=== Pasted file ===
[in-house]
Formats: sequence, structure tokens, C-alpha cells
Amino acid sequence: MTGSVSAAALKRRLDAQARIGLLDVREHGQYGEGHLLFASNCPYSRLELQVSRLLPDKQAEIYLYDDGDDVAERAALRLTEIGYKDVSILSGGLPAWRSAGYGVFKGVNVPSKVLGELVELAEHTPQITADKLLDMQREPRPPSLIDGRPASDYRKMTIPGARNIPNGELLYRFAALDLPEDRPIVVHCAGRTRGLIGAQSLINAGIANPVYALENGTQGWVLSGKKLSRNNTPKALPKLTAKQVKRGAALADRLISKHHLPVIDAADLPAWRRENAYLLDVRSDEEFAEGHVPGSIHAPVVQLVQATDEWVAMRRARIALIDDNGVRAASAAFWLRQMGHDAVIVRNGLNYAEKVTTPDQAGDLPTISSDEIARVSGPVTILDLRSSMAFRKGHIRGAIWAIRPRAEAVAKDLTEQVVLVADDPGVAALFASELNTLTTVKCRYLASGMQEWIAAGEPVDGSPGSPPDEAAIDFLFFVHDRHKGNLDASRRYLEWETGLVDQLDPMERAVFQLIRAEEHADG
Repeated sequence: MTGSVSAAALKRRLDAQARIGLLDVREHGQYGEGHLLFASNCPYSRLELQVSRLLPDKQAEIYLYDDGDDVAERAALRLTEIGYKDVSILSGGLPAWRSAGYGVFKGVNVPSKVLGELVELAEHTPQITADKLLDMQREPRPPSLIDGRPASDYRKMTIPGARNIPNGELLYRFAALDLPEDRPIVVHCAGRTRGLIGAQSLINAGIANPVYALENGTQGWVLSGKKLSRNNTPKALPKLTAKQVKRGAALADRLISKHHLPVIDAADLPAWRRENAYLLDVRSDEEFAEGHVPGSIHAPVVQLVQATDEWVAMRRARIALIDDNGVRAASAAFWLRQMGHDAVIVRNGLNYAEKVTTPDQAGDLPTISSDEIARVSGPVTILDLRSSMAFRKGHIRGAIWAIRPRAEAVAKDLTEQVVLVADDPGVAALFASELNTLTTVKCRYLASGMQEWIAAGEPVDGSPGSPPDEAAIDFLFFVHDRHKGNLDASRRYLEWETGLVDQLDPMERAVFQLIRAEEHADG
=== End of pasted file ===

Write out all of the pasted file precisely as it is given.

[in-house]
Formats: sequence, structure tokens, C-alpha cells
Amino acid sequence: MTGSVSAAALKRRLDAQARIGLLDVREHGQYGEGHLLFASNCPYSRLELQVSRLLPDKQAEIYLYDDGDDVAERAALRLTEIGYKDVSILSGGLPAWRSAGYGVFKGVNVPSKVLGELVELAEHTPQITADKLLDMQREPRPPSLIDGRPASDYRKMTIPGARNIPNGELLYRFAALDLPEDRPIVVHCAGRTRGLIGAQSLINAGIANPVYALENGTQGWVLSGKKLSRNNTPKALPKLTAKQVKRGAALADRLISKHHLPVIDAADLPAWRRENAYLLDVRSDEEFAEGHVPGSIHAPVVQLVQATDEWVAMRRARIALIDDNGVRAASAAFWLRQMGHDAVIVRNGLNYAEKVTTPDQAGDLPTISSDEIARVSGPVTILDLRSSMAFRKGHIRGAIWAIRPRAEAVAKDLTEQVVLVADDPGVAALFASELNTLTTVKCRYLASGMQEWIAAGEPVDGSPGSPPDEAAIDFLFFVHDRHKGNLDASRRYLEWETGLVDQLDPMERAVFQLIRAEEHADG
Repeated sequence: MTGSVSAAALKRRLDAQARIGLLDVREHGQYGEGHLLFASNCPYSRLELQVSRLLPDKQAEIYLYDDGDDVAERAALRLTEIGYKDVSILSGGLPAWRSAGYGVFKGVNVPSKVLGELVELAEHTPQITADKLLDMQREPRPPSLIDGRPASDYRKMTIPGARNIPNGELLYRFAALDLPEDRPIVVHCAGRTRGLIGAQSLINAGIANPVYALENGTQGWVLSGKKLSRNNTPKALPKLTAKQVKRGAALADRLISKHHLPVIDAADLPAWRRENAYLLDVRSDEEFAEGHVPGSIHAPVVQLVQATDEWVAMRRARIALIDDNGVRAASAAFWLRQMGHDAVIVRNGLNYAEKVTTPDQAGDLPTISSDEIARVSGPVTILDLRSSMAFRKGHIRGAIWAIRPRAEAVAKDLTEQVVLVADDPGVAALFASELNTLTTVKCRYLASGMQEWIAAGEPVDGSPGSPPDEAAIDFLFFVHDRHKGNLDASRRYLEWETGLVDQLDPMERAVFQLIRAEEHADG